Many online music fans reflect on July 26, 2000, as the day the music almost died. On that day a U.S. court ruled that Napster, the file-sharing phenomenon that took the world by storm, was engaged in copyright infringement and should be shut down. While the service survived for nearly 18 months longer, that initial decision clearly marked the beginning of the end for Napster.
Since the conclusion of the Napster battle, the recording industry has sought both business and legal solutions to the online music issue.
On the business side, new fee-based subscription alternatives have been introduced, though none has proven to be particularly popular. On the legal front, the next generation of file sharing services, including Kazaa, Morpheus, and Grokster, have been hit with lawsuits premised on legal arguments similar to those used in the Napster litigation.
The last week of April, 2003, is also likely to be well-remembered — as the next stage in the evolution of online music. In one week's time, Apple Computer introduced a new, fee-based music service that instantly seemed to render the competition obsolete, while two U.S. court decisions foreshadowed a shift away from suing music services toward suing music swappers.
On the business front, Apple Computer entered the digital music business with a bang, offering up a fee-based service as unique as some of its hardware offerings. Unlike its stodgy competitors, Apple's digital music service allows for individual music downloads competitively priced at 99 cents (U.S.) per track, free 30-second samples of any track, and a substantial 200,000-song library. Most importantly, it treats its users like customers, rather than criminals, by establishing only limited restrictions on making additional copies of purchased tracks.
The Apple initiative is likely to shake up the fee-based digital music business by pitting the subscription model against the individual song approach. The latter is likely to win out as users are certain to gravitate to a service that offers more choice, fewer restrictions, and better value.
Recent legal developments are even more dramatic. In a shocking decision, on April 25 a California court dismissed a recording industry suit against Morpheus and Grokster, ruling that the companies were not liable for copyright infringements that took place using their software. The court focused on the fundamental differences between the centralized peer-to-peer file sharing system used by Napster and the decentralized model used by Morpheus and Grokster. While Napster controlled the single database identifying all songs available on its system, Morpheus and Grokster lend themselves to virtually no central control.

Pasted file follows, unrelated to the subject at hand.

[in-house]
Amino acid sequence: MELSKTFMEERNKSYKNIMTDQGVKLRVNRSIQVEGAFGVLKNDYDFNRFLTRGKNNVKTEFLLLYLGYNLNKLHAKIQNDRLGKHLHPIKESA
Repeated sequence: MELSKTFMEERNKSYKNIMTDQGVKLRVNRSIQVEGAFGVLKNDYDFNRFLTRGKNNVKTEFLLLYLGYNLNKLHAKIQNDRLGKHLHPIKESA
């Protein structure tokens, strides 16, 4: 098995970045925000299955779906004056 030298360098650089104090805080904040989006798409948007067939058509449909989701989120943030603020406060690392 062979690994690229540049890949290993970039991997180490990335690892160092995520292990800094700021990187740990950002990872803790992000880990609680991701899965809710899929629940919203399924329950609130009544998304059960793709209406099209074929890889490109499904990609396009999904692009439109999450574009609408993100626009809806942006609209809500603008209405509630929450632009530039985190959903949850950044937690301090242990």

Napster's centralized model therefore led to a finding of contributory copyright infringement, while the court was unwilling to reach a similar conclusion for Morpheus and Grokster. Moreover, harkening back to the famed U.S. Supreme Court case examining the legality of Sony's Betamax machine, the court added that the companies are "not significantly different from companies that sell home video recorders or copy machines."
Although the recording industry has vowed to appeal, there are two principles at the heart of the decision that are likely to survive. First, courts are increasingly willing to "look under the hood" by examining the technologies that underlie a particular dispute. In this case, the court was unwilling to simply treat all file sharing as the same. Since today's file sharing software adopts the decentralized model, pinning copyright liability on a service that exerts little or no control over its users will be a tall order.
Second, while the court's decision points liability away from file sharing services, it does not leave the file sharers themselves in the clear. In fact, the outcome of the case suggests that the recording industry may now turn its attention with renewed vigour toward the actual individuals who engage in file sharing, since a finding of copyright infringement is much easier to obtain in those cases.
That approach would be consistent with the second important decision rendered in late April. At that time a court gave the go-ahead for the Recording Industry Association of America to force Verizon, a leading U.S. Internet service provider, to reveal the identities of several of its subscribers accused of copyright infringement. Verizon, which has vowed to appeal, cited privacy concerns in seeking to preserve the confidentiality of its subscribers, but the court ruled that the RIAA request was consistent with U.S. digital copyright legislation.
These most recent online music activities suggest that, for better or worse, music consumers will be at centre stage in the next round of business and legal developments. The recording industry is likely to emulate Apple Computer by providing alternatives that do a better job of responding to consumer interests and purchasing habits, but at the same time it is also virtually certain to target the most active file sharers with aggressive lawsuits.